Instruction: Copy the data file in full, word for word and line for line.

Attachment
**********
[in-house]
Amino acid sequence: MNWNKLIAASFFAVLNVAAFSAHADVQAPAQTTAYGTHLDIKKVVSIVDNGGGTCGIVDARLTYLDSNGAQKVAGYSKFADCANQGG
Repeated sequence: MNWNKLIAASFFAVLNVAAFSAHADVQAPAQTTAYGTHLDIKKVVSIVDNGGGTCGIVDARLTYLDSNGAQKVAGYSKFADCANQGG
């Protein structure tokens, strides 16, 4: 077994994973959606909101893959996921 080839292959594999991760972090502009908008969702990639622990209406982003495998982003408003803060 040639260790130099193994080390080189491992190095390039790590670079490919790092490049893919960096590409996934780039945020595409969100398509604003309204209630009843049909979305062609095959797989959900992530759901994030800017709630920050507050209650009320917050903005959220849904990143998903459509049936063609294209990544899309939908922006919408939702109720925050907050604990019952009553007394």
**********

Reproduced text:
[in-house]
Amino acid sequence: MNWNKLIAASFFAVLNVAAFSAHADVQAPAQTTAYGTHLDIKKVVSIVDNGGGTCGIVDARLTYLDSNGAQKVAGYSKFADCANQGG
Repeated sequence: MNWNKLIAASFFAVLNVAAFSAHADVQAPAQTTAYGTHLDIKKVVSIVDNGGGTCGIVDARLTYLDSNGAQKVAGYSKFADCANQGG
């Protein structure tokens, strides 16, 4: 077994994973959606909101893959996921 080839292959594999991760972090502009908008969702990639622990209406982003495998982003408003803060 040639260790130099193994080390080189491992190095390039790590670079490919790092490049893919960096590409996934780039945020595409969100398509604003309204209630009843049909979305062609095959797989959900992530759901994030800017709630920050507050209650009320917050903005959220849904990143998903459509049936063609294209990544899309939908922006919408939702109720925050907050604990019952009553007394």